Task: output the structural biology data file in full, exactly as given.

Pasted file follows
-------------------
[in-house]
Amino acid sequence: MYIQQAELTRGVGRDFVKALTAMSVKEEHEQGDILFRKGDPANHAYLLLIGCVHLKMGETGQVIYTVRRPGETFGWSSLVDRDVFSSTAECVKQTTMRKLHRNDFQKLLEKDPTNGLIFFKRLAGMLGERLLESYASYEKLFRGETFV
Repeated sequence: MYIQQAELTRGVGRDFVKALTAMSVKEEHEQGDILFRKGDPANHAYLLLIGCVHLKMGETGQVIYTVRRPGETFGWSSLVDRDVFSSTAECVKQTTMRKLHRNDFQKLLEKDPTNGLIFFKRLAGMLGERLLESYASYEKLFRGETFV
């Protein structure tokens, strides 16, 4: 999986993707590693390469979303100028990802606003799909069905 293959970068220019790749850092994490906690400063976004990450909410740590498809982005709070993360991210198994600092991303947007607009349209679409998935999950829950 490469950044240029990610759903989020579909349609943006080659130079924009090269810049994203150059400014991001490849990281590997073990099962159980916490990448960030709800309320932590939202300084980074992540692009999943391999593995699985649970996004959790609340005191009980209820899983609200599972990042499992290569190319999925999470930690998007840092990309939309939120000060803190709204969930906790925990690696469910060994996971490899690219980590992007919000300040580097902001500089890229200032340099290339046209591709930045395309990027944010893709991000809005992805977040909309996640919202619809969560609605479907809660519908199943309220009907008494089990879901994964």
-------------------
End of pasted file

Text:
[in-house]
Amino acid sequence: MYIQQAELTRGVGRDFVKALTAMSVKEEHEQGDILFRKGDPANHAYLLLIGCVHLKMGETGQVIYTVRRPGETFGWSSLVDRDVFSSTAECVKQTTMRKLHRNDFQKLLEKDPTNGLIFFKRLAGMLGERLLESYASYEKLFRGETFV
Repeated sequence: MYIQQAELTRGVGRDFVKALTAMSVKEEHEQGDILFRKGDPANHAYLLLIGCVHLKMGETGQVIYTVRRPGETFGWSSLVDRDVFSSTAECVKQTTMRKLHRNDFQKLLEKDPTNGLIFFKRLAGMLGERLLESYASYEKLFRGETFV
């Protein structure tokens, strides 16, 4: 999986993707590693390469979303100028990802606003799909069905 293959970068220019790749850092994490906690400063976004990450909410740590498809982005709070993360991210198994600092991303947007607009349209679409998935999950829950 490469950044240029990610759903989020579909349609943006080659130079924009090269810049994203150059400014991001490849990281590997073990099962159980916490990448960030709800309320932590939202300084980074992540692009999943391999593995699985649970996004959790609340005191009980209820899983609200599972990042499992290569190319999925999470930690998007840092990309939309939120000060803190709204969930906790925990690696469910060994996971490899690219980590992007919000300040580097902001500089890229200032340099290339046209591709930045395309990027944010893709991000809005992805977040909309996640919202619809969560609605479907809660519908199943309220009907008494089990879901994964």